Monday, April 30, 2012

I am the "One Percent"!

I am the “One Percent”
Robert A. Hall

There is a lot of talk about how the “One Percent” is different from the “99 Percent.” I think that’s true, but I also think almost everyone is in the “One Percent,” depending on criteria. There are a lot of ways to get in the One Percent besides income.

Here’s what puts me in the One Percent:

  • I volunteered for the Marines while still in High School, and went to Parris Island boot camp in August of 1964. I still recall vividly the names of my DIs, and appreciate the great life I’ve had because of the discipline they gave me. I wouldn’t trade the experience for anything.
  • I’m bowlegged, which attracted unfavorable comment from my Senior DI more than once.
  • The Marines sent me to electronics school in San Diego in 1965, which doubtless saved my life, because I wanted infantry. I finished second in my class, and was a pretty good radio relay operator. But though I was smart enough, I wasn’t a great tech—detailed hand work is not my thing. Buddies I beat on tests were far better in the shop than I was.
  • In 1966, my arty outfit was slated for a six-month cruise in the Caribbean. We weren’t fighting Communists there, so I volunteered for Vietnam. And I was very lucky to have a fairly easy tour. But I don’t play video games like Call to Duty. Most of the players would wet their panties if they heard real metal buzzing overhead.
  • The Marines sent me to NCO school on Okinawa, and I finished first in a class of 57. Army soldiers finished second and third, so the Marines were pretty happy with me. At least until the next time I opened my mouth at the wrong time.
  • I served for four years with honor, if not distinction, earning no Purple Hearts or medals beyond a Good Conduct, and was discharged with the rank of Corporal.
  • When people thank me for my service, I say, “It was the privilege of a lifetime to wear the uniform of the Republic.” And I mean every word.
  • I attended college on the GI Bill (which I think I earned as part of my compensation for my USMC service). I also worked all but one semester 20-36 hours a week, usually carrying more than a full load, and getting mostly As or Bs. I finished college with no debt. I served in student government for three of the four years, though this was during the Vietnam protest days.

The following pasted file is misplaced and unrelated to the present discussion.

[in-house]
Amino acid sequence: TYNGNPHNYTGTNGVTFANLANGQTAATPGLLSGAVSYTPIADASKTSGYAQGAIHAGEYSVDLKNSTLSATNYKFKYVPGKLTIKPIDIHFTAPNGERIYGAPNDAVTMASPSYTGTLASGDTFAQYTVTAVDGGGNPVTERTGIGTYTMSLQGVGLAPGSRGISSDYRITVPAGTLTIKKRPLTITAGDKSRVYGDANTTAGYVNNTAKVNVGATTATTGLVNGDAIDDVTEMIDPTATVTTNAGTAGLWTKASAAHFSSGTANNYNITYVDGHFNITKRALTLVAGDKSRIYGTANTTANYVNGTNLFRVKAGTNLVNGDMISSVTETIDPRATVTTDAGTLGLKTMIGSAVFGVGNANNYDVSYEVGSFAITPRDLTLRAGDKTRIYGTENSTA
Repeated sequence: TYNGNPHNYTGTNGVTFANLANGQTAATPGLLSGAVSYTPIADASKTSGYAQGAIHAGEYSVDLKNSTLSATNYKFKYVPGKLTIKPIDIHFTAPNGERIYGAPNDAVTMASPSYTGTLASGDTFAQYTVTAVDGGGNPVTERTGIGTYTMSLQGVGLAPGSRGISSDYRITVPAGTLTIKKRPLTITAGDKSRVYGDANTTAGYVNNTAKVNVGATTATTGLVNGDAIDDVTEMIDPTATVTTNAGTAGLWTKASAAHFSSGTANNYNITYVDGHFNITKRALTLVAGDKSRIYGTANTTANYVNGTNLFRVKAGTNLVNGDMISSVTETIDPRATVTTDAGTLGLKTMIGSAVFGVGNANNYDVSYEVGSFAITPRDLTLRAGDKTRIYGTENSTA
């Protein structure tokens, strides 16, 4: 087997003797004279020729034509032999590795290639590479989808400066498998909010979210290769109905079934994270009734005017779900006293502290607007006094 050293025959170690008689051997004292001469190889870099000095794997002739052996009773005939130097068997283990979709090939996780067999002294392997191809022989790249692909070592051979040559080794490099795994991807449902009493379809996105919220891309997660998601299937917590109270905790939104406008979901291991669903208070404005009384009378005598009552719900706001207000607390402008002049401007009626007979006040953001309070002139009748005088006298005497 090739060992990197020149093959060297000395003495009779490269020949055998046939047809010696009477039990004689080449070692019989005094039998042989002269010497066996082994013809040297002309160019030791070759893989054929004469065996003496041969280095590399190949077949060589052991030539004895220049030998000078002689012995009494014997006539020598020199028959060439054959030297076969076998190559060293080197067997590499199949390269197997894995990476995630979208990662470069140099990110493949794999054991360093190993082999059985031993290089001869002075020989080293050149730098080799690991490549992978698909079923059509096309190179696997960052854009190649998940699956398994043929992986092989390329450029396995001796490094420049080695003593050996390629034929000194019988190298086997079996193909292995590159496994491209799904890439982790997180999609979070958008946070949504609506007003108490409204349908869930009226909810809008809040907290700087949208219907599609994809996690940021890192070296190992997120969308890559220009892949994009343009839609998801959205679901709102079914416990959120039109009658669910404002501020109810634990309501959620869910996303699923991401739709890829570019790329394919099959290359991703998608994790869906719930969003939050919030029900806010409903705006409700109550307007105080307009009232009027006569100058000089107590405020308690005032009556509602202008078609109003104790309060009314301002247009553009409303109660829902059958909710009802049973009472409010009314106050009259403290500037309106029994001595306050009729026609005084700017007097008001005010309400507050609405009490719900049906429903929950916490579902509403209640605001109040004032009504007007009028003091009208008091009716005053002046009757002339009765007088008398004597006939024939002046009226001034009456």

• My dad was a school teacher with three kids and a part time job as well. His total contribution to my college education was a roof, a bed and dinner—if I was home at dinner time. That was fine with me, I understood.
  • I graduated from U-Mass with a BA in political science in June of 1972, but missed my graduation as I was out knocking on doors, running for the Massachusetts Senate.
  • In November of 1972, at age 26, I was elected to the State Senate, defeating a Democrat incumbent by nine votes out of 60,000+ votes cast, in a 4-1 Democrat district that had last elected a Republican in 1938. There are about 5 million folks in Massachusetts, and I was told that under 6,000 have served in the State Senate since it was founded. I tried to make my constituents proud.
  • I’ve never been in a protest march, but I did sleep two nights in front of the Senate chamber door, to prevent the Senate President from passing a bond issue at 2:00 am with no other senators present. Still, we were friends—I went to his funeral a few years ago.
  • I met George H. W. Bush before he was president and Jerry Ford while he was. And I debated the death penalty on John Kerry’s TV show. I was for two chairs, no waiting, like a barber shop.
  • I was re-elected four times, by large margins, carrying every city and town in the district. In 1976, I ran as a write-in candidate in the Democrat primary and defeated a Democrat write-in candidate by 150 votes, so I was the nominee of both parties.
  • I’m far prouder of being a Marine than of being a Senator.
  • While in the Senate, when my colleagues were going to Law School so they could be lobbyists, I rejoined the Marine Reserves, where you could see old Cpl. Hall sweeping the deck or manning a radio one weekend a month. It kept me sane. Somewhat.
  • I also took history courses at night for my own amazement, and in 1980, Fitchburg State University handed me a MEd in History. I think it has helped me get a job or two, but I don’t know why it should have.
  • Frustrated with politics, I retired undefeated in 1982 to become an association executive.
  • Since then, I’ve managed seven associations. All have been financially successful and grown in paying membership during my watch. A couple were tough turn-around situations. I’m very conservative with other people’s money.
  • I married for the first time in 1992, at age 46. I’m still married to my first wife, and have been a faithful husband. (I know—who else would want me?)